[xmca] The Russian Method

From: Dana Walker <Dana.Walker who-is-at unco.edu>
Date: Sun Oct 26 2008 - 16:22:05 PDT

Our faculty recently spent a week with a group of Russian educators from
Novosibersk, from the College of Psychology of Pedagogy. I thought some of
you might be interested in comments made by Sasha Sidorkin, Director of our
School of Teacher Education, in his blog, subsequent to their visit.

Dana Walker
Assistant Professor
University of Northern Colorado

Friday, October 24, 2008
The Russian Method

The group of Russians just left UNC a couple of days ago; they were here for
a conference on teacher education. The visit was a lot of fun; we went to
different places and talked about our work. I got to translate 9
presentations, which again brought me to the problem of translation. If
Russian psychology can be translated (Vygotsky and Leontyev, for example),
its educational theory and practice remains almost completely unknown in the
English-speaking world. Rooted in the same Progressive education ideas of
the early 20-th century, Russian educational tradition then developed
largely independent of the West, and produces both the most authoritarian
forms of education, and some of the freest and most creative. The problem is
what the Russian educators use a completely idiosyncratic terminology and
conceptual frameworks that are hard to translate. I discovered it very early
in my American career, because virtually nothing from my Russian
publications could be used for my American dissertation. I had to start from
scratch. The literal translation just does not make much sense. For example,
English does not have a word for Russian vospitaniye. It is a term for the
part of educational theory and practice that is not about knowledge and
skills, but is about attitudes, dispositions, and character. Vospitanie is
sometimes defined as helping a person to grow, and in a sense, wider than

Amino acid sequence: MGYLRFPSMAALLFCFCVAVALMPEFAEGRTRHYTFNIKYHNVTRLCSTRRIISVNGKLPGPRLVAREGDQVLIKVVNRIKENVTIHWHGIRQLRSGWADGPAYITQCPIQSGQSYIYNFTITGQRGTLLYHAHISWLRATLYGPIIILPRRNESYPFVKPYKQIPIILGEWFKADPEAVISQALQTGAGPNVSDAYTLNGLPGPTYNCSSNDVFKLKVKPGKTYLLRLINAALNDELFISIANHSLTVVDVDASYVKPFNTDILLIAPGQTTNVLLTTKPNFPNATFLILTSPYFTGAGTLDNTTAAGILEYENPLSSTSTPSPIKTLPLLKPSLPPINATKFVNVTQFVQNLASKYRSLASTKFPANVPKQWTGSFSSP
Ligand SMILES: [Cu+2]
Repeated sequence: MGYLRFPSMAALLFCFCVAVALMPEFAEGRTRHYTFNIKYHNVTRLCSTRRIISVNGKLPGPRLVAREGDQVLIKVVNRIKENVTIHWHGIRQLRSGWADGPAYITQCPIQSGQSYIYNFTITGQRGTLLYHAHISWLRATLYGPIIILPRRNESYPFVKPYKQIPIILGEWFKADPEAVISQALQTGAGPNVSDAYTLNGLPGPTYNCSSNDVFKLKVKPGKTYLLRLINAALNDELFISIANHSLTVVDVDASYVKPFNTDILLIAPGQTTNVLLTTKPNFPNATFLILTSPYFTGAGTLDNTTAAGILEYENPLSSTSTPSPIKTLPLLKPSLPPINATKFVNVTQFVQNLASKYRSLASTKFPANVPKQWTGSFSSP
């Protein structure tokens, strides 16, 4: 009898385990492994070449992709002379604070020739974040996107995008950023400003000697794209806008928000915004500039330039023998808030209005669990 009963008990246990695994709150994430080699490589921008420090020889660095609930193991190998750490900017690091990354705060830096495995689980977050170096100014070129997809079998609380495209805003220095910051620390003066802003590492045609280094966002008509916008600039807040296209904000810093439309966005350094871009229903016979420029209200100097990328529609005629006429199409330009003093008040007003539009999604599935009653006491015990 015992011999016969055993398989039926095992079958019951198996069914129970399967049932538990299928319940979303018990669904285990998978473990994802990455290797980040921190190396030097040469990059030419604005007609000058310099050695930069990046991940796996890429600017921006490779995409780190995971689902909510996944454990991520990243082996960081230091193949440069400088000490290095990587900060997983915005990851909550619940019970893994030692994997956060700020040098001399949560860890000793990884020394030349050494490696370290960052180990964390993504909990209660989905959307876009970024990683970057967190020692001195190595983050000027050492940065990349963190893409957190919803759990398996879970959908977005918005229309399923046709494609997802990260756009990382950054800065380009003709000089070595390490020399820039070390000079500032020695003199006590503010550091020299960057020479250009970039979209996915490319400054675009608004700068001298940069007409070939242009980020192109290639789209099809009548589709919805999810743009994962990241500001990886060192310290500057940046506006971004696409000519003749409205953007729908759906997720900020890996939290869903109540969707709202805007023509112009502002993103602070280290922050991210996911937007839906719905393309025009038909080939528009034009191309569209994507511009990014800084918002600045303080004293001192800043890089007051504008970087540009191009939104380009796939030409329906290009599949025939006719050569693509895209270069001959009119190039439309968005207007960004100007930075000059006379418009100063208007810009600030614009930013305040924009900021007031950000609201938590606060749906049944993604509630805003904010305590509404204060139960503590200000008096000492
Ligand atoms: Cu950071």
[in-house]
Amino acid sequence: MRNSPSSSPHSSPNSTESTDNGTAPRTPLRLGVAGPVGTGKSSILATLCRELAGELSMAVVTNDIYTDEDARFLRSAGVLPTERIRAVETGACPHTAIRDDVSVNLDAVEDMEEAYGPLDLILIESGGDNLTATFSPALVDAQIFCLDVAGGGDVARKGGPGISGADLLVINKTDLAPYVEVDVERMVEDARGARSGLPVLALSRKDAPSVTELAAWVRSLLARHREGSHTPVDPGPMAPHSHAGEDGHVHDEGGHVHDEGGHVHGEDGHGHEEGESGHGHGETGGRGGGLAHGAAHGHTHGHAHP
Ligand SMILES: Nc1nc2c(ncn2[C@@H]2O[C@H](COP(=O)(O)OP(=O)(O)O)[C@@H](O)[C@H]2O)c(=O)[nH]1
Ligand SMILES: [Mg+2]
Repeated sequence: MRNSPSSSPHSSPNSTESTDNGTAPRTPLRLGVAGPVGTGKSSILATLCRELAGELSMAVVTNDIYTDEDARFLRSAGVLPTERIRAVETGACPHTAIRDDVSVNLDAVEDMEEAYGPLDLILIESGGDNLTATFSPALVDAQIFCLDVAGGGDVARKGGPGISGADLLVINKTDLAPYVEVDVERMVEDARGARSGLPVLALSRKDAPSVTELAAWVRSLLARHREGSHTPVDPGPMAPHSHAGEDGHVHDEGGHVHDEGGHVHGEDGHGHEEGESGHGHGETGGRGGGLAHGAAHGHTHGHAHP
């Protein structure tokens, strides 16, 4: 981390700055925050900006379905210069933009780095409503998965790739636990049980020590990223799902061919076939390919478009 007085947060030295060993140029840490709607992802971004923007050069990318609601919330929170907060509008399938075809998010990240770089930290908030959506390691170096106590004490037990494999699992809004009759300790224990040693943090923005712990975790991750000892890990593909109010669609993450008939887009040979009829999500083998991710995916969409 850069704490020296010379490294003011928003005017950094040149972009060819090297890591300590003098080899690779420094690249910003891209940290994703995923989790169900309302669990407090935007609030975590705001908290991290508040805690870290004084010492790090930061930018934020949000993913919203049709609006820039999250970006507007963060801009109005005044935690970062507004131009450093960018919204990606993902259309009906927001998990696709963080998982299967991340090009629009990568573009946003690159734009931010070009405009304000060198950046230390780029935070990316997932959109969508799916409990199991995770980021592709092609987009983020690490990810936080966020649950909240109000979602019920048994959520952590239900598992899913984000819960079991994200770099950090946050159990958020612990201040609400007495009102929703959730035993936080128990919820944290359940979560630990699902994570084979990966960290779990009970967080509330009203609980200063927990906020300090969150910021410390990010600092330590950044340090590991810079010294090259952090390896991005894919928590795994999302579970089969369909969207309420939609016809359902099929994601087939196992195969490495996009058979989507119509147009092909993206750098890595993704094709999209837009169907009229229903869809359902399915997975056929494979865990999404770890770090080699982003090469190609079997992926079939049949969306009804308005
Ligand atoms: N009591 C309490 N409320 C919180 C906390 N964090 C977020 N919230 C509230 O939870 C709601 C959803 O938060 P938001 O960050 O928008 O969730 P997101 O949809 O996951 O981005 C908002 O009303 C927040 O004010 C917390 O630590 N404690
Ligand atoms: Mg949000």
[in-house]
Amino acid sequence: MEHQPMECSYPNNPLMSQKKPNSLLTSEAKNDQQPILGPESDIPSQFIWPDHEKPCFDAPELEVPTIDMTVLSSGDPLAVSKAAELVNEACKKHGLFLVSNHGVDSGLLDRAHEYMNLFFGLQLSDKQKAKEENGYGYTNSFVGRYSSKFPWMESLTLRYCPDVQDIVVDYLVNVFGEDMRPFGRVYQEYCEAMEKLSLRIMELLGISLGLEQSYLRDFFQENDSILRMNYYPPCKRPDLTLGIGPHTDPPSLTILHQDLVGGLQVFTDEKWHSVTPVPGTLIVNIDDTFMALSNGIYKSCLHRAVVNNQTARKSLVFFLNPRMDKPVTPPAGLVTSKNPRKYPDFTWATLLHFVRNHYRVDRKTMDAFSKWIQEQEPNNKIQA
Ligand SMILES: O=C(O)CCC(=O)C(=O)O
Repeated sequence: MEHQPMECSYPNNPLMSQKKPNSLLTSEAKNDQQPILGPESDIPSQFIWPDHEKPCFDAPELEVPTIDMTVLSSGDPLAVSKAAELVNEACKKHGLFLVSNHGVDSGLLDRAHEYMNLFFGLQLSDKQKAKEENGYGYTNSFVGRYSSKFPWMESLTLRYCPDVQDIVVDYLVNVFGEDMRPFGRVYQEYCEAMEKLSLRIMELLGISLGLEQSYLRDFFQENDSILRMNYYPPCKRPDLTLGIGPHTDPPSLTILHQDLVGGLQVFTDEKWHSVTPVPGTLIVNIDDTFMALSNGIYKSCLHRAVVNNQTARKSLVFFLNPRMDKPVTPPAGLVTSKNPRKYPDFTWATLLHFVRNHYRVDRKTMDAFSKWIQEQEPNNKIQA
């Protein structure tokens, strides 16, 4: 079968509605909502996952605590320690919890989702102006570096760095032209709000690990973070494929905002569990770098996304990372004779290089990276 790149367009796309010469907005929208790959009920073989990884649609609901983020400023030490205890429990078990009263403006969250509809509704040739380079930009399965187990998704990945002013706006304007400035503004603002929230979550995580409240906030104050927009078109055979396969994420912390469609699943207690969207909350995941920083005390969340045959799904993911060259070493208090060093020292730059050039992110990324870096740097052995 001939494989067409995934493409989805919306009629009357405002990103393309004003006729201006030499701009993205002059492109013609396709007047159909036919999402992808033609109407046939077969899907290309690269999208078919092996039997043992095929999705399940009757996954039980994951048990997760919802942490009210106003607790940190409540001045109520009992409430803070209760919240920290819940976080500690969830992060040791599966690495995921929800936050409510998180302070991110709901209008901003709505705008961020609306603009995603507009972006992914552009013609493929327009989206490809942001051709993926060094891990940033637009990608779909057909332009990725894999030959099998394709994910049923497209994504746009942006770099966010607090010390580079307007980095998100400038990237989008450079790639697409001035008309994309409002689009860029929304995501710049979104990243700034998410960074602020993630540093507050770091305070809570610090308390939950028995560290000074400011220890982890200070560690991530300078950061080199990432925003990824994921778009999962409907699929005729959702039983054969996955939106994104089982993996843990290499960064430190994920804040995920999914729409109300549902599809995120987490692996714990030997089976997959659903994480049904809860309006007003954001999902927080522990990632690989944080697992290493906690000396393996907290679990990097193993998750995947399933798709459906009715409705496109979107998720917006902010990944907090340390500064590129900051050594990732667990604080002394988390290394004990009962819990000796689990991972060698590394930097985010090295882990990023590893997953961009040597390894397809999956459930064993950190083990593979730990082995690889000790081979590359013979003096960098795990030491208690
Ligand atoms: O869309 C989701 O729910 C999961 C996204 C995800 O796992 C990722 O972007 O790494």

education. Another problem is that Russian theorists tend to use awful
jargon, which does not make much sense in Russian either, and certainly does
not help people understand the discoveries Russian practitioners made. So,
OK here is my attempt to summarize the Russian method in a few lines:

   1. Transformation of peer culture into an educationally sound community.
This is, of course, not a new idea; it was known to Jesuits for sure, and to
many Progressives; it was and is used by Boy Scouts and many other children
groups. The difference is that the Russians for the first time figured out a
way of creating such peer communities without religious undertones, and make
it inclusive. They also created a number of techniques that can be
reproduced the communities do not depend on a charismatic leader.
Apparently, this works in both the K-12 and Higher Education world. The
student communities can be integrated with the academic learning. Adults and
children build relational network which them create additional motivation to
   2. The next discovery did not come until late 50-s. An educational
community needs a project, a goal larger than itself. It is hard to provide
such a goal for children and adolescents, because they are largely excluded
from production, nor do they need to sacrifice themselves in a war, or help
others. If religion is out also, it is not easy to find a project that would
require working together. A number of Russian educators stumbled upon the
same idea: they used techniques borrowed from the Russian theater actor
training tradition (Stanislavsky, Meyerhold, Mihail Chekhov), and from some
cultural forms of Russian intelligentsia. They invented the so-called
collective creative activity something between improvisational theater, an
elaborated game, or an invented celebration. It is hard to explain, and was
not really explained well in the literature, but this strange activity
provides enough social glue to hold these communities together. I suspect
the exact configuration of the collective creative activity depends on the
Russian cultural stereotypes and traditions, so it is not easily exportable.
   3. The Russians re-discovered group therapy methods. Basically, if you
consistently discuss with kids the relational side of things, it helps to
accelerate the community development. Again, over the years, these
techniques were standardized to a point where almost any competent adult
could do it.
   4. And finally, just in the recent decades, it became apparent that the
method works better if weaker dozes, where communities are not as strong and
tight, but still "good enough" to allow for the level of safety, engagement,
and satisfaction to keep most children happy.

I am not sure if any of this makes any sense, but here it is. Is there a
potential book here?


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